• Hyperthyroidism occurs when the thyroid does the opposite of hypothyroidism; it makes too much hormone. A different autoimmune disorder, Graves’ disease, or a metabolically active thyroid nodule, tends to be the culprit. 

If a patient is presenting with certain symptoms that could indicate either of these conditions, a full thyroid panel may be ordered. In the case of hypothyroidism, Dr. Larian says the patient will likely exhibit “fatigue, weight gain despite not increasing consumption, cold sensitivity, or dry skin.” Other possible symptoms include feeling sad or depressed, thinning hair, and more menstrual bleeding than usual. If it’s a case of hyperthyroidism, Dr. Larian says symptoms include “unexpected weight loss, abnormal heart rhythm or palpitations, and insomnia.” Additional symptoms to look out for are feelings of nervousness or anxiety, increased sweating, and fewer and lighter menstrual periods than usual.

How to ask for a full thyroid panel

If you are experiencing any of the aforementioned symptoms, or have a family history of thyroid problems, Dr. Larian recommends speaking to your medical provider about a full thyroid panel: “They should list the symptoms they are having and ask their doctor, based on the symptoms, if the physician feels they could have thyroid hormone abnormalities.”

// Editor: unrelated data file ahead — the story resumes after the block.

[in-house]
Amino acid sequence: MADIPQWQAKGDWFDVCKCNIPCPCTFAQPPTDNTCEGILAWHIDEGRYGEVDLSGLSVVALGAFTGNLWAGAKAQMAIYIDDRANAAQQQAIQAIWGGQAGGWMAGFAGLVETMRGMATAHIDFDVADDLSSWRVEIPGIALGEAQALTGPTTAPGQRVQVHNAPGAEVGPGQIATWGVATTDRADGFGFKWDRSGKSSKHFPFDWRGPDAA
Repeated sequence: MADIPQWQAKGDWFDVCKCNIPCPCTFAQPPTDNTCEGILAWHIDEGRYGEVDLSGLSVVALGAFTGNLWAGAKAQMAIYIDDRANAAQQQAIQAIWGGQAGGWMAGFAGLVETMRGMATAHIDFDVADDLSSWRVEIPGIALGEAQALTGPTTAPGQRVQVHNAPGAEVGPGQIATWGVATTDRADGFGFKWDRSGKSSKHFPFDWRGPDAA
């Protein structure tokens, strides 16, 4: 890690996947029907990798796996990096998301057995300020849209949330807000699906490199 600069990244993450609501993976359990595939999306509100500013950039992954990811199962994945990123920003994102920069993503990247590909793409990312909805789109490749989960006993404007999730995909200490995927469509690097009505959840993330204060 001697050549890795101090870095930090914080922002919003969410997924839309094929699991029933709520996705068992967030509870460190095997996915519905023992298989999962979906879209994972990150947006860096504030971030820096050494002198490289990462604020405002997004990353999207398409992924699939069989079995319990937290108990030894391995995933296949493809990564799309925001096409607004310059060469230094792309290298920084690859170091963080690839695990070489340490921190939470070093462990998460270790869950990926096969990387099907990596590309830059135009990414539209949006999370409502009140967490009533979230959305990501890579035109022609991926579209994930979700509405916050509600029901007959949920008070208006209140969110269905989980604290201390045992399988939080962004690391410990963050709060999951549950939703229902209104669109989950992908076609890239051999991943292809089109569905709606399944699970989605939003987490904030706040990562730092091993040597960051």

In addition, even if the patient isn’t experiencing symptoms, Dr. Larian recommends that people have their thyroid levels tested during their yearly physical exam starting at age 30. Considering how common thyroid conditions are, it’s not a bad idea to speak to your provider about annual checks. 

But don’t wait until your physical to ask your doctor about a full thyroid panel if you’re experiencing symptoms. Make sure you get your thyroid levels checked right away.

doctor giving patient results of a full thyroid panel

What happens after a full thyroid panel?

Dr. Larian says it usually takes about three days to get your results. “If there is an abnormality in the hormone levels,” he says, “then the person will need further blood tests to see what is causing the hormonal abnormality.” Next steps typically include a thyroid ultrasound, and a referral to an endocrinologist, an ear, nose, and throat specialist, or a surgeon who specializes in thyroid procedures. 

The good news is, that most thyroid conditions, while lifelong, are manageable when they’re caught early and supported under a doctor’s care. Hypothyroidism, for example, is treated with daily medication that replaces the body’s thyroid hormone. Hyperthyroidism can also be treated with medication, as well as with radioactive iodine therapy or surgery to remove some or all of the thyroid.

Sarene Leeds holds an M.S. in Professional Writing from NYU, and is a seasoned journalist, having written and reported on subjects ranging from TV and pop culture to health, wellness, and parenting over the course of her career. Her work has appeared in Rolling Stone, The Wall Street Journal, Vulture, SheKnows, and numerous other outlets. A staunch mental health advocate, Sarene also hosts the podcast “Emotional Abuse Is Real.” Visit her website here, or follow her on Instagram or Twitter.